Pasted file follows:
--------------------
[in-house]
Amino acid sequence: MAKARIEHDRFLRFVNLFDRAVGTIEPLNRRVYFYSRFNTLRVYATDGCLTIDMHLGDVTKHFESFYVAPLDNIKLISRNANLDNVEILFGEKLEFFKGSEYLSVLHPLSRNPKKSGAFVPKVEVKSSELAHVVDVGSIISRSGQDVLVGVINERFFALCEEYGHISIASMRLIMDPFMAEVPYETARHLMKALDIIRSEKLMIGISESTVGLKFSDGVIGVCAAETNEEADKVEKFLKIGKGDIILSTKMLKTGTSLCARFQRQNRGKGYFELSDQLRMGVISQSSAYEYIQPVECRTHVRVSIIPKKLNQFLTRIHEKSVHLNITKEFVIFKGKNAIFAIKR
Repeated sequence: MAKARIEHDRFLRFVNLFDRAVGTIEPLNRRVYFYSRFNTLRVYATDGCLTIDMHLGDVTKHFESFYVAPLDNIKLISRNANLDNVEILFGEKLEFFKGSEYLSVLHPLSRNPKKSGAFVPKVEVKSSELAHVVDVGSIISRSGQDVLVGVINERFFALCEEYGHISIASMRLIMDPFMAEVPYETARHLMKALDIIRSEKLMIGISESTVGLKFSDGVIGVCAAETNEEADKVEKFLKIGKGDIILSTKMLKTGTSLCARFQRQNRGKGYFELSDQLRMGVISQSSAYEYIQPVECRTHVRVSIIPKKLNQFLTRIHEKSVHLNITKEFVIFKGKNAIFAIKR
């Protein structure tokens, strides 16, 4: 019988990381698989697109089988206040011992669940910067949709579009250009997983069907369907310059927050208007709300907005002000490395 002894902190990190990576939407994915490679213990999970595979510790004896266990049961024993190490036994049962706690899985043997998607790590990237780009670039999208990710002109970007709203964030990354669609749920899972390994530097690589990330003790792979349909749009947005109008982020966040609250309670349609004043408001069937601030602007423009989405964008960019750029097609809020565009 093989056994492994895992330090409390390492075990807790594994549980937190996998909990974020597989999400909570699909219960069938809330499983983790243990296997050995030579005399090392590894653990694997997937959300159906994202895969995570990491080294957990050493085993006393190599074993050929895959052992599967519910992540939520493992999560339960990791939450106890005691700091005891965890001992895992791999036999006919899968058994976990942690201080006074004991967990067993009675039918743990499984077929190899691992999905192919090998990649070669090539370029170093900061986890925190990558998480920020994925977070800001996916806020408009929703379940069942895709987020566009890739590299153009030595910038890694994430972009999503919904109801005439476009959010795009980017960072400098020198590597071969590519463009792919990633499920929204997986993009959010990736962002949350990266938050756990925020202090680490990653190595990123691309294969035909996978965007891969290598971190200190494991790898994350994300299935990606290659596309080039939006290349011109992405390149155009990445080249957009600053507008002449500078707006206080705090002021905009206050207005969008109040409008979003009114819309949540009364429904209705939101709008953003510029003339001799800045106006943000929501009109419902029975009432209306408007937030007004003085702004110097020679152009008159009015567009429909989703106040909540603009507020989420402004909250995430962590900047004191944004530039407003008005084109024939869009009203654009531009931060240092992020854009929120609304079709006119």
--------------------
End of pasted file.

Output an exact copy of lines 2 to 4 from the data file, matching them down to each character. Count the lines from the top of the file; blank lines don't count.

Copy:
Amino acid sequence: MAKARIEHDRFLRFVNLFDRAVGTIEPLNRRVYFYSRFNTLRVYATDGCLTIDMHLGDVTKHFESFYVAPLDNIKLISRNANLDNVEILFGEKLEFFKGSEYLSVLHPLSRNPKKSGAFVPKVEVKSSELAHVVDVGSIISRSGQDVLVGVINERFFALCEEYGHISIASMRLIMDPFMAEVPYETARHLMKALDIIRSEKLMIGISESTVGLKFSDGVIGVCAAETNEEADKVEKFLKIGKGDIILSTKMLKTGTSLCARFQRQNRGKGYFELSDQLRMGVISQSSAYEYIQPVECRTHVRVSIIPKKLNQFLTRIHEKSVHLNITKEFVIFKGKNAIFAIKR
Repeated sequence: MAKARIEHDRFLRFVNLFDRAVGTIEPLNRRVYFYSRFNTLRVYATDGCLTIDMHLGDVTKHFESFYVAPLDNIKLISRNANLDNVEILFGEKLEFFKGSEYLSVLHPLSRNPKKSGAFVPKVEVKSSELAHVVDVGSIISRSGQDVLVGVINERFFALCEEYGHISIASMRLIMDPFMAEVPYETARHLMKALDIIRSEKLMIGISESTVGLKFSDGVIGVCAAETNEEADKVEKFLKIGKGDIILSTKMLKTGTSLCARFQRQNRGKGYFELSDQLRMGVISQSSAYEYIQPVECRTHVRVSIIPKKLNQFLTRIHEKSVHLNITKEFVIFKGKNAIFAIKR
């Protein structure tokens, strides 16, 4: 019988990381698989697109089988206040011992669940910067949709579009250009997983069907369907310059927050208007709300907005002000490395 002894902190990190990576939407994915490679213990999970595979510790004896266990049961024993190490036994049962706690899985043997998607790590990237780009670039999208990710002109970007709203964030990354669609749920899972390994530097690589990330003790792979349909749009947005109008982020966040609250309670349609004043408001069937601030602007423009989405964008960019750029097609809020565009 093989056994492994895992330090409390390492075990807790594994549980937190996998909990974020597989999400909570699909219960069938809330499983983790243990296997050995030579005399090392590894653990694997997937959300159906994202895969995570990491080294957990050493085993006393190599074993050929895959052992599967519910992540939520493992999560339960990791939450106890005691700091005891965890001992895992791999036999006919899968058994976990942690201080006074004991967990067993009675039918743990499984077929190899691992999905192919090998990649070669090539370029170093900061986890925190990558998480920020994925977070800001996916806020408009929703379940069942895709987020566009890739590299153009030595910038890694994430972009999503919904109801005439476009959010795009980017960072400098020198590597071969590519463009792919990633499920929204997986993009959010990736962002949350990266938050756990925020202090680490990653190595990123691309294969035909996978965007891969290598971190200190494991790898994350994300299935990606290659596309080039939006290349011109992405390149155009990445080249957009600053507008002449500078707006206080705090002021905009206050207005969008109040409008979003009114819309949540009364429904209705939101709008953003510029003339001799800045106006943000929501009109419902029975009432209306408007937030007004003085702004110097020679152009008159009015567009429909989703106040909540603009507020989420402004909250995430962590900047004191944004530039407003008005084109024939869009009203654009531009931060240092992020854009929120609304079709006119």